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Electronically Erasable Programmable Read Only Memory (EEPROM) and flash memory have much in common. Both EEPROM and flash memory are built on a chip format, can store data that can be erased and rewritten, and use the same floating-gate transistor technology. While it is correct to state that flash memory is a type of EEPROM, the terms EEPROM and flash memory usually describe different devices.
EEPROM, in general terms, refers to any type of data memory device that can have digital data written to it and erased through use of an electronic device of some type. This is in contrast to Erasable Programmable Read Only Memory (EPROM), which must be physically removed and erased via a non-electronic method, such as with ultraviolet light. As the write and erase executions of flash memory are performed with a computer, flash memory is, by definition, EEPROM.
Even though flash memory is a type of EEPROM, the two terms usually describe very different types of devices. For example, EEPROM is typically incorporated into a larger integrated circuit (IC). It serves the function of storing various pieces of data that the rest of the IC needs in order to accomplish its purpose. EEPROM does this by storing data in small blocks, usually only a single byte in length.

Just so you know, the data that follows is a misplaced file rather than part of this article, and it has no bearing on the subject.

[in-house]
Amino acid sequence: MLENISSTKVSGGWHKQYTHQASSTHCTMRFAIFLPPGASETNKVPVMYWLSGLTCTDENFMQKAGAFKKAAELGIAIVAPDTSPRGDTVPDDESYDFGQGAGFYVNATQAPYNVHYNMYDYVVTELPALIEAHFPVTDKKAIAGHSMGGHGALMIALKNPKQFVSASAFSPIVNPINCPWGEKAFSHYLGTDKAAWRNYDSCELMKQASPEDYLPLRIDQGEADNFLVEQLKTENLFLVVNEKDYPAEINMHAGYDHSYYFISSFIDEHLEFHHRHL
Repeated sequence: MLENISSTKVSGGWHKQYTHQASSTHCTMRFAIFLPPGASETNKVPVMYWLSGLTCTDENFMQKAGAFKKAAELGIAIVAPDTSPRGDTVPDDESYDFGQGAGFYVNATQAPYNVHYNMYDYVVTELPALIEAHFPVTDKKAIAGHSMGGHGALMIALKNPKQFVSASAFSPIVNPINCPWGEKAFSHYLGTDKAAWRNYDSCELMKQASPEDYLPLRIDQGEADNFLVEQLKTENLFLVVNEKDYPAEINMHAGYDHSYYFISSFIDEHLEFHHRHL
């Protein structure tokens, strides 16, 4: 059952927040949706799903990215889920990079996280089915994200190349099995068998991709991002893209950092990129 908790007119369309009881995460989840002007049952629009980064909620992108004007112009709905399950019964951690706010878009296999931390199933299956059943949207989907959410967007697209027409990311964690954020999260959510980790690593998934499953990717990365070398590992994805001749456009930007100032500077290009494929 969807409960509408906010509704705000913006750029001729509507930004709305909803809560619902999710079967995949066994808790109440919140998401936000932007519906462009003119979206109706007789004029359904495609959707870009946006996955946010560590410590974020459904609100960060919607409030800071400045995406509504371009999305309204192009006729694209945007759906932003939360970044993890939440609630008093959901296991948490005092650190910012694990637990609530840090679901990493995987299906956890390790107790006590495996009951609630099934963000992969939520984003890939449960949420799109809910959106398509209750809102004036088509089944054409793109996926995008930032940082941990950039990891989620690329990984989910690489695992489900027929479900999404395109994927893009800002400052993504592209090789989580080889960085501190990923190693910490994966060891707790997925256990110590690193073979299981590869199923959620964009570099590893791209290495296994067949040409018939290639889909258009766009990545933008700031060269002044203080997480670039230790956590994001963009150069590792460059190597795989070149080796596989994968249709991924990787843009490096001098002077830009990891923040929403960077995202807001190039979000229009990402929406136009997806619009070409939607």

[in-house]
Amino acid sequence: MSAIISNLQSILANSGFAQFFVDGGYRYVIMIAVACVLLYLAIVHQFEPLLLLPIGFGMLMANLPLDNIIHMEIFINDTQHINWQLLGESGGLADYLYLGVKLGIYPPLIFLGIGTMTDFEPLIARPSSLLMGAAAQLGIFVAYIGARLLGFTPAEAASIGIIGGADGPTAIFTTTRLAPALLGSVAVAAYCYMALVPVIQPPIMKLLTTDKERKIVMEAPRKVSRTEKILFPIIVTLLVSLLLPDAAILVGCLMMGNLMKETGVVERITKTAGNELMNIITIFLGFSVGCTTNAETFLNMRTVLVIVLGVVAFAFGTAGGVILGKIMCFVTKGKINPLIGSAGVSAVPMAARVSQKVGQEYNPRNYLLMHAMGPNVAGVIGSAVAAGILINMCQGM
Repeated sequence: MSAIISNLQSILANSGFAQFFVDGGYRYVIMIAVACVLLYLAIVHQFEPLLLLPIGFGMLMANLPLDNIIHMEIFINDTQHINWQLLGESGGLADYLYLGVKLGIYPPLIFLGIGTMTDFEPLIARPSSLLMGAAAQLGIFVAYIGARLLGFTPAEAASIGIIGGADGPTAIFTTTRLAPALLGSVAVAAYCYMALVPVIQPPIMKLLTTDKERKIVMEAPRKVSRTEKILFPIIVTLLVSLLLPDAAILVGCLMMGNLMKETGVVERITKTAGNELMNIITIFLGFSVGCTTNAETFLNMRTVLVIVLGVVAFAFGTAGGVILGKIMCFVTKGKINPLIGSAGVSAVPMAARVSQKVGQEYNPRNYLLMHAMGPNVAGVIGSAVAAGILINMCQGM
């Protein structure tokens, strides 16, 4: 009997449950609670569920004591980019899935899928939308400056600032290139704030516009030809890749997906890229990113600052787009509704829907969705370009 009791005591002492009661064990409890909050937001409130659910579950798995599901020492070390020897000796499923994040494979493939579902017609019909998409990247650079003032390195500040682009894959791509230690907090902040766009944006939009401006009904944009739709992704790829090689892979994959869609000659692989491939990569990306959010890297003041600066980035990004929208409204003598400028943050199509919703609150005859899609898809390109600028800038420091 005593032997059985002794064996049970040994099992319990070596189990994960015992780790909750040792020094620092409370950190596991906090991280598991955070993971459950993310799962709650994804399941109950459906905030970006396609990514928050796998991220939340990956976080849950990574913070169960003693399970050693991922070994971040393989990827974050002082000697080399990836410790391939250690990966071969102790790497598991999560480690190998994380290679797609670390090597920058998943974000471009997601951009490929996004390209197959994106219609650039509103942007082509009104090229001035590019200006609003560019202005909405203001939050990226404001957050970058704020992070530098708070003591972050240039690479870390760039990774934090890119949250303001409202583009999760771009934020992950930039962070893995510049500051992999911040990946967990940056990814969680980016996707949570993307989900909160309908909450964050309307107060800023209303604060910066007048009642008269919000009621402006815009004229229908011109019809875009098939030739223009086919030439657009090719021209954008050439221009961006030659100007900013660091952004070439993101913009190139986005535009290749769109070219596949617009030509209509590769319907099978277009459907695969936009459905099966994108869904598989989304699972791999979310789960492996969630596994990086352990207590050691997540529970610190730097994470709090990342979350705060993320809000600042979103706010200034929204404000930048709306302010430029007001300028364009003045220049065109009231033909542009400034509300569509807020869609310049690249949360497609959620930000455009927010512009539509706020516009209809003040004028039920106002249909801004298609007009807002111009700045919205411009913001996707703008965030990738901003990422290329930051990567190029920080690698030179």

Flash memory, on the other hand, typically sees use in stand-alone memory storage devices, such as USB drives or camera memory cards, and stores computer user files. To do this, the data is organized into large blocks, each containing many bytes of data. These large blocks can be accessed and erased much faster than single-byte blocks of data. This far greater speed in handling data is where flash memory derives its name.
EEPROM and flash memory both use floating-gate transistors to store data. As a result, both forms of memory are non-volatile. Non-volatile refers to memory that can continue to store data even when there is no power available. This is in contrast to other types of memory, such as computer random access memory, that dump all stored data as soon as power is removed.
Another shared attribute of floating-gate transistor based technologies is the limited life cycle of the transistors due to a phenomenon called memory wear. Each time data is written or erased from these devices, a little more wear occurs. Eventually, after 10,000 to 100,000 cycles, the transistors will begin to fail. While EEPROM contains operational data that seldom changes, data stored on flash memory is often changed. Therefore, while both EEPROM and flash memory experience memory wear, it typically has a much greater effect on flash memory.
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